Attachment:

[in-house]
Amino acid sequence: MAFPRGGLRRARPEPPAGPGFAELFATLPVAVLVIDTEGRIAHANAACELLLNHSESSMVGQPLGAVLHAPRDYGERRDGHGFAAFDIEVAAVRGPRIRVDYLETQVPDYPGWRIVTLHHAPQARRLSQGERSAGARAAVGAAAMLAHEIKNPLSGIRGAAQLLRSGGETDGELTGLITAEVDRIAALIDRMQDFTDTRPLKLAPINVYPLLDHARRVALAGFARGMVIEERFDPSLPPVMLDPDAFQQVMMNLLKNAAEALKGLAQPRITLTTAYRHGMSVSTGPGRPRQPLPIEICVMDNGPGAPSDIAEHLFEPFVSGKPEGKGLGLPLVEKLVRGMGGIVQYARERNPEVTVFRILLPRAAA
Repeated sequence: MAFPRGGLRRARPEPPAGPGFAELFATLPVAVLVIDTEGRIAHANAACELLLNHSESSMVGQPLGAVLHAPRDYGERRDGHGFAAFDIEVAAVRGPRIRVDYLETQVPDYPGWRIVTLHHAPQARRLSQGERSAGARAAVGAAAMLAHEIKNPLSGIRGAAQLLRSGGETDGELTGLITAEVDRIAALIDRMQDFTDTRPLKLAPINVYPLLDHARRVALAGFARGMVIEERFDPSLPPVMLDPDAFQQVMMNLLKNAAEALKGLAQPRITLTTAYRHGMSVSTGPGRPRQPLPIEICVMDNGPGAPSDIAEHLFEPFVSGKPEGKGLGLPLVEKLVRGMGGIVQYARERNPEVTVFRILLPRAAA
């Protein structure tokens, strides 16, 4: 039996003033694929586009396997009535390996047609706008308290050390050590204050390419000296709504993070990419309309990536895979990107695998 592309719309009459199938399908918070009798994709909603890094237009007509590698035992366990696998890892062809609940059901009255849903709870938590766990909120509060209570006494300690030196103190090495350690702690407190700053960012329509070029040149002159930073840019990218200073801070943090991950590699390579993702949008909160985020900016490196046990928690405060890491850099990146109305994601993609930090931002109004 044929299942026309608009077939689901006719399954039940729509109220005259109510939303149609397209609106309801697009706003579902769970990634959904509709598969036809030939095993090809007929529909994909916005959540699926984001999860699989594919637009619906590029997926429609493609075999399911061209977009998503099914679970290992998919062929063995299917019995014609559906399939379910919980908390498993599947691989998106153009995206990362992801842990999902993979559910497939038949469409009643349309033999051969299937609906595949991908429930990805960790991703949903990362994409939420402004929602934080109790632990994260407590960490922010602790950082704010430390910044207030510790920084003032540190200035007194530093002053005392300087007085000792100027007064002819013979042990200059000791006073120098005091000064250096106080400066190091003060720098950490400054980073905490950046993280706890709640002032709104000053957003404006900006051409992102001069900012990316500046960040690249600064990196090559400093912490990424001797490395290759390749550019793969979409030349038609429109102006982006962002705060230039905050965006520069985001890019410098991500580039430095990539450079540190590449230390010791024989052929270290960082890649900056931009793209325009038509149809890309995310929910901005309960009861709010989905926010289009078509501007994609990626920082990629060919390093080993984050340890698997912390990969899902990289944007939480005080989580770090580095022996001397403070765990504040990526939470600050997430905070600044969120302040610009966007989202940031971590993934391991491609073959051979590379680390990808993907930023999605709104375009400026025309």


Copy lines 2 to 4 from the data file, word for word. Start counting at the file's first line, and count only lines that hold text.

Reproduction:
Amino acid sequence: MAFPRGGLRRARPEPPAGPGFAELFATLPVAVLVIDTEGRIAHANAACELLLNHSESSMVGQPLGAVLHAPRDYGERRDGHGFAAFDIEVAAVRGPRIRVDYLETQVPDYPGWRIVTLHHAPQARRLSQGERSAGARAAVGAAAMLAHEIKNPLSGIRGAAQLLRSGGETDGELTGLITAEVDRIAALIDRMQDFTDTRPLKLAPINVYPLLDHARRVALAGFARGMVIEERFDPSLPPVMLDPDAFQQVMMNLLKNAAEALKGLAQPRITLTTAYRHGMSVSTGPGRPRQPLPIEICVMDNGPGAPSDIAEHLFEPFVSGKPEGKGLGLPLVEKLVRGMGGIVQYARERNPEVTVFRILLPRAAA
Repeated sequence: MAFPRGGLRRARPEPPAGPGFAELFATLPVAVLVIDTEGRIAHANAACELLLNHSESSMVGQPLGAVLHAPRDYGERRDGHGFAAFDIEVAAVRGPRIRVDYLETQVPDYPGWRIVTLHHAPQARRLSQGERSAGARAAVGAAAMLAHEIKNPLSGIRGAAQLLRSGGETDGELTGLITAEVDRIAALIDRMQDFTDTRPLKLAPINVYPLLDHARRVALAGFARGMVIEERFDPSLPPVMLDPDAFQQVMMNLLKNAAEALKGLAQPRITLTTAYRHGMSVSTGPGRPRQPLPIEICVMDNGPGAPSDIAEHLFEPFVSGKPEGKGLGLPLVEKLVRGMGGIVQYARERNPEVTVFRILLPRAAA
């Protein structure tokens, strides 16, 4: 039996003033694929586009396997009535390996047609706008308290050390050590204050390419000296709504993070990419309309990536895979990107695998 592309719309009459199938399908918070009798994709909603890094237009007509590698035992366990696998890892062809609940059901009255849903709870938590766990909120509060209570006494300690030196103190090495350690702690407190700053960012329509070029040149002159930073840019990218200073801070943090991950590699390579993702949008909160985020900016490196046990928690405060890491850099990146109305994601993609930090931002109004 044929299942026309608009077939689901006719399954039940729509109220005259109510939303149609397209609106309801697009706003579902769970990634959904509709598969036809030939095993090809007929529909994909916005959540699926984001999860699989594919637009619906590029997926429609493609075999399911061209977009998503099914679970290992998919062929063995299917019995014609559906399939379910919980908390498993599947691989998106153009995206990362992801842990999902993979559910497939038949469409009643349309033999051969299937609906595949991908429930990805960790991703949903990362994409939420402004929602934080109790632990994260407590960490922010602790950082704010430390910044207030510790920084003032540190200035007194530093002053005392300087007085000792100027007064002819013979042990200059000791006073120098005091000064250096106080400066190091003060720098950490400054980073905490950046993280706890709640002032709104000053957003404006900006051409992102001069900012990316500046960040690249600064990196090559400093912490990424001797490395290759390749550019793969979409030349038609429109102006982006962002705060230039905050965006520069985001890019410098991500580039430095990539450079540190590449230390010791024989052929270290960082890649900056931009793209325009038509149809890309995310929910901005309960009861709010989905926010289009078509501007994609990626920082990629060919390093080993984050340890698997912390990969899902990289944007939480005080989580770090580095022996001397403070765990504040990526939470600050997430905070600044969120302040610009966007989202940031971590993934391991491609073959051979590379680390990808993907930023999605709104375009400026025309």